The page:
Sometimes you are not really in the mood for art, or at least for a blockbuster historical revisionist exhibition of art like The Whitechapel’s ‘Adventures of the Black Square – Abstract Art and Society 1915–2015.’ But as they say in theatreland ‘the show must go on’ as you have promised to experiment with art criticism by posting 750 words a week, every Friday by midnight. The reason for your lack of enthusiasm today is dental surgery that leaves you unnerved at the continuing brutality of supposedly modern medicine. You would think that in an age of virtual technology a large tooth could be spirited away without the use of anything so crude as glorified pliers and brute force. Despite the application of modern painkillers the experience keeps returning and repeating itself as a traumatic memory in your nervous system. Meanwhile your normally sensitive and agile mind feels sluggish and greyed-out by drugs.
Your initial response to the show is, unsurprisingly, unenthusiastic, even cynical, but this also alerts you to the fickle nature of much art criticism and its dubious claims to objective authority and judgement. You must at least acknowledge your subjective plight, the way ONLY YOU feel on this PARTICULAR day as you strive to shrug-off negativity and find something to affirm or at least get to grips with in rooms overflowing with examples and variations of the show’s title. But even this very quantity gets on your nerves. It must cost millions of pounds and take extensive negotiations to bring these works together for the event, but as with several of the big London shows you’ve seen this year, you can’t help feeling that curators may have lost touch with the gracious deployment of space and composition that informed high modernists along with their famous dictat ‘less is more.’ Recently, and repeatedly you have begun to quietly crave a revolution in curating whereby the now orthodox free-modelling of space innovated by Harold Szeemann in the late 1960s might be replaced by curators who assert their own eye and a more personal grip on spaces, lighting, images and objects in order to compose truly alternative experiences.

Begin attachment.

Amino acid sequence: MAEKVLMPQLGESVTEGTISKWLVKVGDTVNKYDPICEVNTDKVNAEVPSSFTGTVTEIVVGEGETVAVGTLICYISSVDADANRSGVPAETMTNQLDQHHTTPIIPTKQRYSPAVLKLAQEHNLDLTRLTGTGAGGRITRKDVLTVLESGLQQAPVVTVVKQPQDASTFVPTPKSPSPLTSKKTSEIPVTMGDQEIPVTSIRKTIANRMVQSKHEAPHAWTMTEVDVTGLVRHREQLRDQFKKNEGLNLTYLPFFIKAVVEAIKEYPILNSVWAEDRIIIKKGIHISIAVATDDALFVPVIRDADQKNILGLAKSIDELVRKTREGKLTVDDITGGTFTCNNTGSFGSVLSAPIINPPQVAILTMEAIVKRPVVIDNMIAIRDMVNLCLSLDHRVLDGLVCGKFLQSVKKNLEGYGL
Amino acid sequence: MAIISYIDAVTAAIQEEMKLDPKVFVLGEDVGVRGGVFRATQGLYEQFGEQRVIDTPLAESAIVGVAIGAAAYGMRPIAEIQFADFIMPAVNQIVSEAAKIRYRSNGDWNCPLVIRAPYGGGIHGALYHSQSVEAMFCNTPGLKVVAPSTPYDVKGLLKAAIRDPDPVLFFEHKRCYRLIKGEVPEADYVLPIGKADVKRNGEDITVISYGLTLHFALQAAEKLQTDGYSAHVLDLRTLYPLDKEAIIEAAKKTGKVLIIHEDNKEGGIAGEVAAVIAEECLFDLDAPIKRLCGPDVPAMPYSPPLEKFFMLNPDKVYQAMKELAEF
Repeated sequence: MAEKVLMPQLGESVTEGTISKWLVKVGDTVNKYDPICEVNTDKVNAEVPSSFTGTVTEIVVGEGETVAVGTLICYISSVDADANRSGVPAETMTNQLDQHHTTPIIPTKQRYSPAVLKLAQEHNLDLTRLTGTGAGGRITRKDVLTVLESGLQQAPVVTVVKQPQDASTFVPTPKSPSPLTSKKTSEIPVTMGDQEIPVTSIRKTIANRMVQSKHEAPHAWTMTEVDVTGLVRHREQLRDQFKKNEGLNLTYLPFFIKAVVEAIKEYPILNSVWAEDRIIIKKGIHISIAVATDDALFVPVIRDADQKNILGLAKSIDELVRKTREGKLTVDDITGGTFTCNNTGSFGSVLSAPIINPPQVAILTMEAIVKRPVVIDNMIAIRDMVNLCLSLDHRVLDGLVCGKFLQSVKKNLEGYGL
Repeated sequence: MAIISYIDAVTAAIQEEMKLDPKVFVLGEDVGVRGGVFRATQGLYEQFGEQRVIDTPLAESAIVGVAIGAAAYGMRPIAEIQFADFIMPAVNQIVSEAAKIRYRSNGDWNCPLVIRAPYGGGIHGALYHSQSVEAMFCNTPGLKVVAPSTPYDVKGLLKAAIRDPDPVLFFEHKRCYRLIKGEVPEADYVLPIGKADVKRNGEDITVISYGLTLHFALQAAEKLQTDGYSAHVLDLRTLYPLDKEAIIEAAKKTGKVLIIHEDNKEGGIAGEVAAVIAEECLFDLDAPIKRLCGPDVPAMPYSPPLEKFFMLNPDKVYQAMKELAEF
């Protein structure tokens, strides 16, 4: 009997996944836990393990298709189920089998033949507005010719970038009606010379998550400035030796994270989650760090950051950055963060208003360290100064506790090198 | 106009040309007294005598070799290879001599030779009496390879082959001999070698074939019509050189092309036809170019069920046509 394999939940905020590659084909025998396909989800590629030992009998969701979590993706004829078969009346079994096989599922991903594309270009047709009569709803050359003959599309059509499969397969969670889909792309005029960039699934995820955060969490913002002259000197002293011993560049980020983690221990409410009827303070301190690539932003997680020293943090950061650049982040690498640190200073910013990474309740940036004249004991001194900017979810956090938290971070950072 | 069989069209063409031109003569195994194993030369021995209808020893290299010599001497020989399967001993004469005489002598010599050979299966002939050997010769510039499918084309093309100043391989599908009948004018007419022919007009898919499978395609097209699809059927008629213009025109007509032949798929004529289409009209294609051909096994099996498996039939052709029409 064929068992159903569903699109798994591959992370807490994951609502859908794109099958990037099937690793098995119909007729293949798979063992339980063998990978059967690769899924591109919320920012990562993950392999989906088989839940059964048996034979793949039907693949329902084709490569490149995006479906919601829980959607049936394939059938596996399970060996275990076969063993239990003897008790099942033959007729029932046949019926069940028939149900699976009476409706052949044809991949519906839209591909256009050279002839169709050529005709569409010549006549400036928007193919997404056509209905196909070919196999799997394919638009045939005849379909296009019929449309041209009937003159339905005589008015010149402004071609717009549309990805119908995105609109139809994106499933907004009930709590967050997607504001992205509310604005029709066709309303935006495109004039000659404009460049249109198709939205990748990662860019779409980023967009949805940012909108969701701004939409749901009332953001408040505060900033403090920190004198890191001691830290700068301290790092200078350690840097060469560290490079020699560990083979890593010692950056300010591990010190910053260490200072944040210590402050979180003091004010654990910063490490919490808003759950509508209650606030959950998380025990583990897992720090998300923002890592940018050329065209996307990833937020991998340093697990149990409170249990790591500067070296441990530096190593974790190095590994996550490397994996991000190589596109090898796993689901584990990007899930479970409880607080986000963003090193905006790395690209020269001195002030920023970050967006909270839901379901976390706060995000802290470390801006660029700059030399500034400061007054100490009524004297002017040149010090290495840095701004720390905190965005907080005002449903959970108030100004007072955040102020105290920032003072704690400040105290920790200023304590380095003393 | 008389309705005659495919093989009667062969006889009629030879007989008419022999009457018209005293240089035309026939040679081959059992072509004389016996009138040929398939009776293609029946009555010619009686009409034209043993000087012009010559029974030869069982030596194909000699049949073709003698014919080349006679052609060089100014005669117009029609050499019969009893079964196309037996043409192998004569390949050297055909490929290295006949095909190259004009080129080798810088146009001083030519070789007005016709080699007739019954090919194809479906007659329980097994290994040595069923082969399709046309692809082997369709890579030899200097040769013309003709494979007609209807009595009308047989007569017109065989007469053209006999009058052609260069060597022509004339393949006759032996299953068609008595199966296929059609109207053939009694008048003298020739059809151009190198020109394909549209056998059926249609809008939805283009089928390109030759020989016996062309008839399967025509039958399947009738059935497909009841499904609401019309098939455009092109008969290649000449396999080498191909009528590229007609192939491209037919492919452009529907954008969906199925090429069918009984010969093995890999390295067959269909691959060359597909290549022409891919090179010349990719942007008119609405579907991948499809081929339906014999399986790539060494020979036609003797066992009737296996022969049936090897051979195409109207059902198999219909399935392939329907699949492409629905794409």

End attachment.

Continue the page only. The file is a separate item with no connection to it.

But maybe you are just grumpy. As you prop your weakened frame against a vitrine a set of projected images depicting things and places that you have never encountered and which could not be brought to the show (including modernists’ studios and offices, events and performances, objects that no-longer exist etc.) holds your interest for some time, until a professional colleague comes up and greets you, leading to the inevitable re-narration of your tooth extraction, clumsily mumbled in the animal tones of someone whose mouth has become an unfamiliar too numbed by injections.
Afraid of any further social encounters and feeling a little like Elephant Man cowering through backstreets you make your way all-too rapidly and slightly shamefully through the rest of the exhibition with, admittedly, only half a mind on the works. You take a moment to note a now fashionable and always gratifying assertion of non-Euro-American modernisms, as well as some seductive abstract photography, but all in such a cursory manner that it would be inappropriate to assess this show in any way. But then, that has never been your intention in experimenting with art criticism here, rather, what is most interesting to you is not the deployment of judgment but locating that which art inspires and which is always most difficult to articulate, whether your mouth be temporarily numb and wretched or not. Here that challenge lies kernel-ed within the starting point of the show where Malevich’s black square is deployed as a symbol of utopia – a non-space, a hoped-for, possibly perfect, replete and yet almost certainly non-existent form and value; a black square, blackness, a square, utopia, all synthesised as the ur-symbol of modernism.